If you use funds from a home equity loan or a HELOC for home improvements, you can deduct interest on up to $750,000. In fact, the only way that interest on these loans is deductible is if you use them for home improvements.
Is HELOC Interest Tax Deductible? HELOC interest is tax deductible only if the borrowed funds are used to buy, build, or substantially improve the taxpayer's home that secures the loan. At Credit Union of Southern California (CU SoCal), we make getting a Home Equity Line of Credit (HELOC) easier. Call 866.287.
While the interest paid on home equity loans can be tax-deductible, there are some limitations. To be tax-deductible, you must use the home equity loan to “buy, build or substantially improve” the home that was used to secure the loan.
For 2021, you can deduct the interest paid on home equity proceeds used only to “buy, build or substantially improve a taxpayer's home that secures the loan,” the IRS says.
Currently, interest on home equity money that you borrow after 2017 is only tax deductible for buying, building, or improving properties. This law applies from 2018 until 2026.
First, the funds you receive through a home equity loan or home equity line of credit (HELOC) are not taxable as income - it's borrowed money, not an increase your earnings. Second, in some areas you may have to pay a mortgage recording tax when you take out a home equity loan.
A second mortgage is paid out in one lump sum at the beginning of the loan, and the term and monthly payments are fixed. A HELOC is a revolving line of credit that allows you to borrow up to a certain amount and make monthly payments on just the balance you've borrowed so far.
Typically, a HELOC's draw period is between five and 10 years. Once the HELOC transitions into the repayment period, you aren't allowed to withdraw any more money, and your monthly payment will include principal and interest.
Loan payment example: on a $100,000 loan for 180 months at 5.79% interest rate, monthly payments would be $832.55.
Dave Ramsey advises his followers to avoid home equity loans and HELOCs. Although it might seem like home equity loans might make sense if homeowners are trying to quickly pay down credit card debt in their quest to become debt-free, he still does not recommend home equity debt.
If you're currently paying for PMI, a home equity loan could raise your PMI premiums substantially, and you could be on the hook for PMI payments for a much longer period of time than you would if you didn't tap into your home equity.
If you have multiple high-interest credit balances, you can use a HELOC to pay down your debt faster and reduce the interest you pay. With a HELOC you can consolidate credit card and personal loans payments at potentially lower interest rates. Using a HELOC to consolidate debt can make your debt easier to manage.
Interest on home equity loans and lines of credit are deductible only if the borrowed funds are used to buy, build, or substantially improve the taxpayer's home that secures the loan. The loan must be secured by the taxpayer's main home or second home (qualified residence), and meet other requirements.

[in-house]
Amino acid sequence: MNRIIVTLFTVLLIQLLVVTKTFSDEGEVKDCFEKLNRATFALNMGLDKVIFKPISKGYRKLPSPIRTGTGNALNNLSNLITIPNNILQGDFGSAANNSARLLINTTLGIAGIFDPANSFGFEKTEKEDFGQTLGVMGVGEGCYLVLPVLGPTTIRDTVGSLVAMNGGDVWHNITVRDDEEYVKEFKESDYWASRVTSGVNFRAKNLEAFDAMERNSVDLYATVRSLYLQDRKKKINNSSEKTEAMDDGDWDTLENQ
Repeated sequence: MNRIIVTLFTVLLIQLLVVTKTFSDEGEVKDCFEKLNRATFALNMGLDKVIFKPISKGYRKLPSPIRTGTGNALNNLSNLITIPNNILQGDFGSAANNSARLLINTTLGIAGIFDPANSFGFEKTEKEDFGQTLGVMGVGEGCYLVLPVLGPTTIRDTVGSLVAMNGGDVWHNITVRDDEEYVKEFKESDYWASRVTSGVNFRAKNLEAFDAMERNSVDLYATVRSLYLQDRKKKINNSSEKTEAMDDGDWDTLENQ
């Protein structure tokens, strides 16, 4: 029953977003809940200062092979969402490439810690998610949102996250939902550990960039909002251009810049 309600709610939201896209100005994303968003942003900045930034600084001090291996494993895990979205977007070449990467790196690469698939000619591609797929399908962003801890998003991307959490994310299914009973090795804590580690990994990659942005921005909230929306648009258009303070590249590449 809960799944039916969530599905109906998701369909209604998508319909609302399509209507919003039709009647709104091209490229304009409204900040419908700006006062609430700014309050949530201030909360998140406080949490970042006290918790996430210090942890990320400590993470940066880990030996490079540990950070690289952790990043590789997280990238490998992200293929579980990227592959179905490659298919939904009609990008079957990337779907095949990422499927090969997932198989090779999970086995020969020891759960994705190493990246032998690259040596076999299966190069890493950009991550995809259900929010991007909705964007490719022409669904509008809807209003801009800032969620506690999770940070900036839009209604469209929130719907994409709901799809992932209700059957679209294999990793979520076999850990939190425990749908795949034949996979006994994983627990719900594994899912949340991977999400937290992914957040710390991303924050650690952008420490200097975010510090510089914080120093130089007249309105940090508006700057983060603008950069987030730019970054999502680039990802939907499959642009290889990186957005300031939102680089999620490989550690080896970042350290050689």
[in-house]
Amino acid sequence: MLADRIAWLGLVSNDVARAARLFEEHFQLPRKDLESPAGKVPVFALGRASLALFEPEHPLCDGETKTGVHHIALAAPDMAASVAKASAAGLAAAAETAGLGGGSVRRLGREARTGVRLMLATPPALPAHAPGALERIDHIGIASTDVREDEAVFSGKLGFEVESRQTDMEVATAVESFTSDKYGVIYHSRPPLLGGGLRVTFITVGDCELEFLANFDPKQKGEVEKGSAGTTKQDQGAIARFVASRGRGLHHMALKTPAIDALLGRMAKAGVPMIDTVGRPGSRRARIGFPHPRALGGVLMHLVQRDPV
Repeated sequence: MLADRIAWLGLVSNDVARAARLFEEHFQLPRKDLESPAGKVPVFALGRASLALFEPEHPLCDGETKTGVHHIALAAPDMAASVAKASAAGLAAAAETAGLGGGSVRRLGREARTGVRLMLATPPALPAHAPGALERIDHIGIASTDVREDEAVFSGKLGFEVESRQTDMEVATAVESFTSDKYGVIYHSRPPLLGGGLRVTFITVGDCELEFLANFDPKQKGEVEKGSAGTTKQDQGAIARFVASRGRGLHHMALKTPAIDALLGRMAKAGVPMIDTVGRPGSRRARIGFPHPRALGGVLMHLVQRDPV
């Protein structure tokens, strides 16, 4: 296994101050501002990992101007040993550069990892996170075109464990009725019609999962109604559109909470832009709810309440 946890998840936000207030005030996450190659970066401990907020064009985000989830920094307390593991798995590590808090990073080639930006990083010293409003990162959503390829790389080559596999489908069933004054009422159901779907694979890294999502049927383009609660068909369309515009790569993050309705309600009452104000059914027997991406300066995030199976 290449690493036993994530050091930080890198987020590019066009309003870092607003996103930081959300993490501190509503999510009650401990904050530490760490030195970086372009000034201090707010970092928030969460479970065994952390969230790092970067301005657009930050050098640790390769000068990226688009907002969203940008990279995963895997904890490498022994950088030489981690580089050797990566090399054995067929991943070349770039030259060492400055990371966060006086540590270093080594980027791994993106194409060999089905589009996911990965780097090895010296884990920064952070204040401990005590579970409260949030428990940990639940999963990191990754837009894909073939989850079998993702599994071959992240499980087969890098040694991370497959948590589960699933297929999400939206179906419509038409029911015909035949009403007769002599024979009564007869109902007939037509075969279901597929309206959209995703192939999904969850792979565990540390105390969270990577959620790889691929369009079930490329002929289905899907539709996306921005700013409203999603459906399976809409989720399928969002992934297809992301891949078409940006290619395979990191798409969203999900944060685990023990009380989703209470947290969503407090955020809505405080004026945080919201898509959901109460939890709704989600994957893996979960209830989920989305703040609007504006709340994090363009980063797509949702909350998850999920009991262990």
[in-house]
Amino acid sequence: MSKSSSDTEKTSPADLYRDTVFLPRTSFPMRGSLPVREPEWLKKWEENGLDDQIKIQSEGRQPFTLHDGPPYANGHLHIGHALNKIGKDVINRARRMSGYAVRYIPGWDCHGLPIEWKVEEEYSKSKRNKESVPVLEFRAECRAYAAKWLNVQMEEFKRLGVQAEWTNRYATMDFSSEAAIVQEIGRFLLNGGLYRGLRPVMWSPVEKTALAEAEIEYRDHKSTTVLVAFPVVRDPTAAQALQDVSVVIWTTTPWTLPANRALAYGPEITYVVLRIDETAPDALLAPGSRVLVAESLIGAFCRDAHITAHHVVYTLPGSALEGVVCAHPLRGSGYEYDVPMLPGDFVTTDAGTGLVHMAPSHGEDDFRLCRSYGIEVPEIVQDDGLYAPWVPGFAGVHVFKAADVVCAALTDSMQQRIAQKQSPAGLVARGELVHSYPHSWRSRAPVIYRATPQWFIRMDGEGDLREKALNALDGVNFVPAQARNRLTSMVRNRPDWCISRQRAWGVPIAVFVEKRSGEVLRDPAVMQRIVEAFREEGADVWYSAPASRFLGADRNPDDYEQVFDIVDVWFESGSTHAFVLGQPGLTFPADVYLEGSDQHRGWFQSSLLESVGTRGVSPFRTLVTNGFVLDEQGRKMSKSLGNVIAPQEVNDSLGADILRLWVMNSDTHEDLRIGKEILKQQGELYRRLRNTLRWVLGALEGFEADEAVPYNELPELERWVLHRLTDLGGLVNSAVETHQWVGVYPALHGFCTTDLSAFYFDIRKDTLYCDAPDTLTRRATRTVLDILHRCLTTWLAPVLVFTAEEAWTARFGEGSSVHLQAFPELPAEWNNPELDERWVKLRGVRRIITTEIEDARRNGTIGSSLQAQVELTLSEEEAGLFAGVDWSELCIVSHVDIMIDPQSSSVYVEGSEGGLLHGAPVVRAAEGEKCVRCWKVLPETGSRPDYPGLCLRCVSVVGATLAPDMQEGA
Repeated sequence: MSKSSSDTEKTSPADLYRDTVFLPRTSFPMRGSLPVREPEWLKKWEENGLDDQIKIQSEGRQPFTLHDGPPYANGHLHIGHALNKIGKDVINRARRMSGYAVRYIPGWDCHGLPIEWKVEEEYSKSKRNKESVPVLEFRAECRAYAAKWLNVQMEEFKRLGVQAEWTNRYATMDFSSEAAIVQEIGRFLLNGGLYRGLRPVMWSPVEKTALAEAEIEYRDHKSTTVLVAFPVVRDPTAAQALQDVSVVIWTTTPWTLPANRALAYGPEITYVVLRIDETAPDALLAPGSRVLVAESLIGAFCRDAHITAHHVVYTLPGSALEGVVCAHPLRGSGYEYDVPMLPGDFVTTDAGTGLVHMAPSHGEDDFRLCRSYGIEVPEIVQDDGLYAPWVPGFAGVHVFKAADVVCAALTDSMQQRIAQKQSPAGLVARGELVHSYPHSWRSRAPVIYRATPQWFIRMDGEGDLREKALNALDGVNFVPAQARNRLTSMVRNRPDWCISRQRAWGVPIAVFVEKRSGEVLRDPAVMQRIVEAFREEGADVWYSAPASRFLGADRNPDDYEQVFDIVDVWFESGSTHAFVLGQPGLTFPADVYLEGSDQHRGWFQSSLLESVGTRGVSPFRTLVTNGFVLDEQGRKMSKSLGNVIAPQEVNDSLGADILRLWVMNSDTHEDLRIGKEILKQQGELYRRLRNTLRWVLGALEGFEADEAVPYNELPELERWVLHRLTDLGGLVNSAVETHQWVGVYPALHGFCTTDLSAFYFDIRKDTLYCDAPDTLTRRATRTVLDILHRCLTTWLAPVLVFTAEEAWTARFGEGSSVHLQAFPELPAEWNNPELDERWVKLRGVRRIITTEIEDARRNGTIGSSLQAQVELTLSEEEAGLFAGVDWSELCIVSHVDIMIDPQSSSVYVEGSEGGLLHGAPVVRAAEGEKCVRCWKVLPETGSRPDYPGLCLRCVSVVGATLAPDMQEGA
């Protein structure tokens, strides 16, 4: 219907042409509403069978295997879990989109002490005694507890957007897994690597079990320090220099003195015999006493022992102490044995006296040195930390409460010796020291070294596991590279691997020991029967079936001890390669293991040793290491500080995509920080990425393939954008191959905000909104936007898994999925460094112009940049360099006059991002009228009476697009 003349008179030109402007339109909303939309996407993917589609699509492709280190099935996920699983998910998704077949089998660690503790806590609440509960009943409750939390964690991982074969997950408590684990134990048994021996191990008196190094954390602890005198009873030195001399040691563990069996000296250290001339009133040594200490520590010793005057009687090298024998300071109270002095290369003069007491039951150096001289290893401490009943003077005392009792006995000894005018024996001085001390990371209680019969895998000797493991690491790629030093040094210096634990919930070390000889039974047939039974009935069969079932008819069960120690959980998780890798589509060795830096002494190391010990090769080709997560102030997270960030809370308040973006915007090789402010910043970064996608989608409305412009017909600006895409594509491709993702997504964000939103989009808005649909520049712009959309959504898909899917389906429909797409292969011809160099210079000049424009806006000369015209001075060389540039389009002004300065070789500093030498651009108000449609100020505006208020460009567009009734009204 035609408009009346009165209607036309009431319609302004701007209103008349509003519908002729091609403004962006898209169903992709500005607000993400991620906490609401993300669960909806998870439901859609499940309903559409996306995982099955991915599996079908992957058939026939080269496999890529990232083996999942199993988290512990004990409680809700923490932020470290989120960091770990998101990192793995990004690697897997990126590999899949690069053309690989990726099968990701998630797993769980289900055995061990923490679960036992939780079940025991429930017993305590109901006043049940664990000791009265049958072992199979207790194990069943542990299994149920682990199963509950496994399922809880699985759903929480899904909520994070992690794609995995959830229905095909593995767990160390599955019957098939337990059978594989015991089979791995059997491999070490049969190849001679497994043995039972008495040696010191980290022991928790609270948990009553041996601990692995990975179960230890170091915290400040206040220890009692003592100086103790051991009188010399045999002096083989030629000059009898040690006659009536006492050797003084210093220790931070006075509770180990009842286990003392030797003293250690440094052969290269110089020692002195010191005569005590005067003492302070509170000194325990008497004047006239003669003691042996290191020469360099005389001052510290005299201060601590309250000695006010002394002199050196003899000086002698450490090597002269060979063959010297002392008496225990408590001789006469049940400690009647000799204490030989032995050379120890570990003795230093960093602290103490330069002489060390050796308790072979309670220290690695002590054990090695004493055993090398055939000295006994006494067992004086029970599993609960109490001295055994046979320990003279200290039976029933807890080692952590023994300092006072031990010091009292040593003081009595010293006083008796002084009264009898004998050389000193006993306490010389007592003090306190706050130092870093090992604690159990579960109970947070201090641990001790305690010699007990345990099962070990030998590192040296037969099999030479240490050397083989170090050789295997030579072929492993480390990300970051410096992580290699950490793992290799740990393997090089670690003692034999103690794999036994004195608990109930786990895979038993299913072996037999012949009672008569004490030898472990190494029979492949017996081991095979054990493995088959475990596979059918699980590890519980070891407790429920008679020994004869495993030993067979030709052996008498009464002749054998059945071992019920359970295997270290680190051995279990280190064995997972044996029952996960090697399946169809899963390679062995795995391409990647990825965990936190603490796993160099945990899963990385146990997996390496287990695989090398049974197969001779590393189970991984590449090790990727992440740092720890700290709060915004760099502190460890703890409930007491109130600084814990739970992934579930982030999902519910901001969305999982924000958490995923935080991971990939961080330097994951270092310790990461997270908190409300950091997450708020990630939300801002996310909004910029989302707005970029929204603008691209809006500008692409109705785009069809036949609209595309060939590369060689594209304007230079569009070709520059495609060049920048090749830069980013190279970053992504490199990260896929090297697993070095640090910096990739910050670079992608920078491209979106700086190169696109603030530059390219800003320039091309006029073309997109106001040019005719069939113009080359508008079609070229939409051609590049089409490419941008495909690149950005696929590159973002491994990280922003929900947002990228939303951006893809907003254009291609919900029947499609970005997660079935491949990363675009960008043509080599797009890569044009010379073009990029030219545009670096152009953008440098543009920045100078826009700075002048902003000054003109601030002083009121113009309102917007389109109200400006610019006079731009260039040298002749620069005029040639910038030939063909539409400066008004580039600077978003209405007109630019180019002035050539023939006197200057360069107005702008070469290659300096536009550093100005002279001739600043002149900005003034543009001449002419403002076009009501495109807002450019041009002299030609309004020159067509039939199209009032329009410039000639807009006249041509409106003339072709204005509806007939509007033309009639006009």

What Home Equity Loan Interest Is Tax Deductible? All of the interest on your home equity loan is deductible as long as your total mortgage debt is $750,000 (or $1 million) or less, you itemize your deductions, and, according to the IRS, you use the loan to “buy, build or substantially improve” your home.
A personal line of credit is not tax deductible, and if the IRS determines that you used funds from the line of credit for your own expenses rather than for the business, the business deduction will not be allowed.
PMI premiums are based on your loan-to-value (LTV) ratio, which compares your mortgage balance to your home's value. A home equity loan lets you tap into your home's equity without selling or refinancing the house. Because a home equity loan can change your LTV ratio, it can affect your PMI.
The Bottom Line
Home equity loans are secured against your home, so you can't borrow more than the value of the equity you hold in your home. Your equity is the value of your home minus the amount you owe on your first mortgage. Lenders may be able to lend you up to 85% of this value.
Since HELOCs sometimes have lower interest rates than mortgages, you could save money and potentially pay off your mortgage sooner. Even if the rates are similar, refinancing your first mortgage with a HELOC might still be the best choice for you.
HELOCs allow you to make interest-only payments during the draw period, then you make principal and interest payments after. Additional principal payments on a home equity line of credit reduce your monthly payments.
To pay off a HELOC faster, make additional payments each month to be applied to the principal balance or refinance the debt to avoid variable interest rates.
For example, on a $50,000 HELOC with a 5% interest rate, the payment during the draw period is $208. Whereas, during the repayment period the monthly payment can jump to $330 if it is over 20 years.
Because it has a minimum monthly payment and a limit, a HELOC can directly affect your credit score since it looks like a credit card to credit agencies. It's important to manage the amount of credit you have since a HELOC typically has a much larger balance than a credit card.